Monday, July 20, 2009

Road Trip Days 6-9 / Eating famously in San Francisco / Chez Panisse

I’ve been to the Bay Area a few other times in the past to visit friends, to hang out, to cook Thanksgiving dinner, but never with the explicit purpose to eat as much local cuisine as possible. I could have pretended that this most recent trip was planned to visit friends and to look at colleges (for my sister), but, really, I wanted to eat more; and, in a touristy fashion, I wanted to eat as much of the talked-about, famous food as possible.

As Sally and I were staying in a friend’s apartment in Berkeley, we woke up extra early on Saturday to get on the BART and head to Ferry Plaza to experience the farmers market in full force. On this visit, the market was awash in stone fruits – cherries, peaches, plums, nectarines, and, Sally’s new favorite, pluots. We walked around, sampling these fruits as well as olive oils, honeys, pickles, almond butter, peas (…) before deciding that we didn’t want to carry around fresh produce through the city all day. I picked up a pound of Rancho Gordo flageolets (awesome, by the way, and will probably pop up here again soon), a couple of pluots, and a (very strong) cup of Blue Bottle coffee, and we headed inside the ferry building for some (famous) Acme sourdough and Cowgirl Creamery cheese for lunch.

The bread itself was a bit too chewy for my taste (I like as many air bubbles as possible); flavor-wise, it was a bit bland, actually, for sourdough. I much preferred the olive rolls we grabbed as well. The cheese was delicious, but the bigger surprise was the store’s guest cheese of the day – a tarentaise made by Thistle Hill Farm in Vermont by one of my fellow Reedie’s family. Totally cool.

For the next day and a half, we wandered around San Francisco, visiting famous places, like the Williams-Sonoma mothership (10 pound bars of chocolate!) and Bi Rite Creamery (I had strawberry balsamic and ginger ice cream – epic),

and less famous, but no less authentically San Franciscan, locales like Four Barrel Coffee, Isaac’s new place of work,* and Heaven’s Dog restaurant (a hip take on Chinese, delicious, but too dark for visible photographs … sorry).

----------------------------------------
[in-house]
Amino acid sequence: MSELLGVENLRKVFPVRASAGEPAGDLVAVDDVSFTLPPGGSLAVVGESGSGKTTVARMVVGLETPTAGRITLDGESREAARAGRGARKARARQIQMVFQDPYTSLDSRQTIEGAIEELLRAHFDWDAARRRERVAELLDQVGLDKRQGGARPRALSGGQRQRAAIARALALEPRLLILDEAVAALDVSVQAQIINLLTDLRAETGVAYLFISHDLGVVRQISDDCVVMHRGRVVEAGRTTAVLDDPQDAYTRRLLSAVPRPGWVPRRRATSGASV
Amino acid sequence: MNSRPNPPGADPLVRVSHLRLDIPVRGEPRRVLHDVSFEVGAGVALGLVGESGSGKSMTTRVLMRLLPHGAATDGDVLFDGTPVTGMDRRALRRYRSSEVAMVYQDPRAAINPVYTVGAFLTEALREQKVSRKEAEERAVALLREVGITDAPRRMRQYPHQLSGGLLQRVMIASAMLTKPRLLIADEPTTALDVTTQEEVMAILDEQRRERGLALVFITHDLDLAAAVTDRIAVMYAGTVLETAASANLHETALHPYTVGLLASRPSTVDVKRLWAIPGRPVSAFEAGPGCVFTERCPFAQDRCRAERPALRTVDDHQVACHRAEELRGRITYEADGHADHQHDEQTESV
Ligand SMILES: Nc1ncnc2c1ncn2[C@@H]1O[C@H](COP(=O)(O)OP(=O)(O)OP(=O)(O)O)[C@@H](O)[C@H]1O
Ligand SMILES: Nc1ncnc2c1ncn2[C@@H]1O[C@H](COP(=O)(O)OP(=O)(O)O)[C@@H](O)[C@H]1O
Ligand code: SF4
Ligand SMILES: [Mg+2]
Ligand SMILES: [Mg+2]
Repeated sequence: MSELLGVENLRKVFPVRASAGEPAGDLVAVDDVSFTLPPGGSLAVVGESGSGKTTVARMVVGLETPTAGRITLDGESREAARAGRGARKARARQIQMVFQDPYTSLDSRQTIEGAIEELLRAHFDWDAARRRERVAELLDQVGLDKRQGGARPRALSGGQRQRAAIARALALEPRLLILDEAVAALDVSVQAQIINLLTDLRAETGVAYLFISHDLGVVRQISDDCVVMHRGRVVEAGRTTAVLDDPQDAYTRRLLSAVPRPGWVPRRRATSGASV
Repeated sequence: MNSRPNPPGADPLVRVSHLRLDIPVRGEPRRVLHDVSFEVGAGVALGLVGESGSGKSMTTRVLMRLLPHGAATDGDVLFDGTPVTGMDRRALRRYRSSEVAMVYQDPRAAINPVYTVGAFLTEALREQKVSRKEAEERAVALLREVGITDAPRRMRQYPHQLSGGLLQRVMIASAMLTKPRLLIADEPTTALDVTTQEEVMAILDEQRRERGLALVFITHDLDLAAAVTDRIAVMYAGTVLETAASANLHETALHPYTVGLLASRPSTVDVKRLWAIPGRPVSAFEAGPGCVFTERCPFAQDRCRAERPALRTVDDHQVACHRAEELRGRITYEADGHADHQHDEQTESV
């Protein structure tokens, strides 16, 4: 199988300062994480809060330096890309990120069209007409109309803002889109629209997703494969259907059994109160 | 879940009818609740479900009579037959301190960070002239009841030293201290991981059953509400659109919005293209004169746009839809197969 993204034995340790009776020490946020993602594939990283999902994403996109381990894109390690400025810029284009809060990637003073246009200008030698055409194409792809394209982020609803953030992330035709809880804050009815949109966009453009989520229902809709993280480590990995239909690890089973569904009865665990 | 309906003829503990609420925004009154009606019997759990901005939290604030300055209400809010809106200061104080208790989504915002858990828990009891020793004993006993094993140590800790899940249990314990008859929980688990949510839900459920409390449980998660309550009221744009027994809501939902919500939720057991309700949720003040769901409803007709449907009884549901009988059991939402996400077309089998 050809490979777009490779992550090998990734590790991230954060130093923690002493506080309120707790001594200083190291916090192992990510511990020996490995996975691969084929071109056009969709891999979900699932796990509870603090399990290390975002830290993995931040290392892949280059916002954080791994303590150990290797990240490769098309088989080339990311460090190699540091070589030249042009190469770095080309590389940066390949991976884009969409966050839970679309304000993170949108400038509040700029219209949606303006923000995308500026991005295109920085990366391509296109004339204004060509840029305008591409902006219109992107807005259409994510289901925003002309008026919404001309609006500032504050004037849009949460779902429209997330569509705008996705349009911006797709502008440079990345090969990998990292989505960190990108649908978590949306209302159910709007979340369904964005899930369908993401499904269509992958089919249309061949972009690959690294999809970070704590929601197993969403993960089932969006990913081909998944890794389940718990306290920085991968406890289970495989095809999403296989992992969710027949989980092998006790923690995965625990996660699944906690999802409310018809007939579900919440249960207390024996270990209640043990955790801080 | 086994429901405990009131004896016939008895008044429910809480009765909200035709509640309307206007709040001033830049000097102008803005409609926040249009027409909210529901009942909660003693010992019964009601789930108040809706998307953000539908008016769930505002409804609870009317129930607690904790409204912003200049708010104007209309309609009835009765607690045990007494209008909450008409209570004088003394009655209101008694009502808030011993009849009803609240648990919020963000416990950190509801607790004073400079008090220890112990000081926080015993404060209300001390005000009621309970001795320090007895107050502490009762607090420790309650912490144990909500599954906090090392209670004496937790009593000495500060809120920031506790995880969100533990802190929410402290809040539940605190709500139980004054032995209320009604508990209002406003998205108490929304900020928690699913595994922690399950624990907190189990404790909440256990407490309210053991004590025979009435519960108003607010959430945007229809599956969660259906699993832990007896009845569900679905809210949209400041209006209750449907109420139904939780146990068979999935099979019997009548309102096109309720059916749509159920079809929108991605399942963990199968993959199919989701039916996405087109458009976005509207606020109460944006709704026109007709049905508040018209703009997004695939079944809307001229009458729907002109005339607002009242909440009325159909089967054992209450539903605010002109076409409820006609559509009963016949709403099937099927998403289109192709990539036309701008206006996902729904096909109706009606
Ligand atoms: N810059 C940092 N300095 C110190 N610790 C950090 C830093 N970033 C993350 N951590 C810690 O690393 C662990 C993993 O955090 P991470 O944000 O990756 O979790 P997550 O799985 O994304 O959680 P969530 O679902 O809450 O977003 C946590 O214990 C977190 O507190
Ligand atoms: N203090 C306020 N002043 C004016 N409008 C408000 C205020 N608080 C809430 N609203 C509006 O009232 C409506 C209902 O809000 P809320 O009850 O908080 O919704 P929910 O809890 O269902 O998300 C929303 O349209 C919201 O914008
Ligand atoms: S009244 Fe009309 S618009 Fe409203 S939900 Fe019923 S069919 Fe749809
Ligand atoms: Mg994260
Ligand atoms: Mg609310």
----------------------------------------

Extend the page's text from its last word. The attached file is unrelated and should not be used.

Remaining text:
Sally and I also ventured over to the Cheeseboard in Berkeley for their Bastille Day special pie. Not only was this pizza an awesome deal for two small girls ($20 fed us for 2 ½ meals!), but also the quality of ingredients used was so fresh that I could taste summer in every bite. I could overlook the too-chewy crust (I like mine thinner, with more char and bubbles) and embrace the sharp notes of the Comte cheese and shallots, and the sweet heirlooms and thyme. The first night we ate the pizza at the apartment, with their Niçoise salad, still warm, but away from the crowds. It held up well, cold, for lunch, the next day as well, and as a snack on the road (and, now that I think about it, I can’t say the same for other famously delicious pizza like Apizza Scholls in Portland).

None of this, however, compares to our most famous meal, the lunch for which I made a reservation a month in advance, at the awesome but perhaps not too surprising,

Ben, our Berkeley host, and Joanna, my friend from high school, joined Sally and me for the meal. I have to admit that I was a bit disappointed in the beginning – the place was packed and the hostess was spacey and a bit rude, and once we were seated (about 10 minutes after our 2pm reservation), our waitress seemed to want to rush us into ordering our meal. Things improved dramatically, however, when the food arrived.

My salad, baby romaine with raw zucchini and mint, was every bit as light, crisp, and refreshing as I desired, almost like a cool glass of ice water.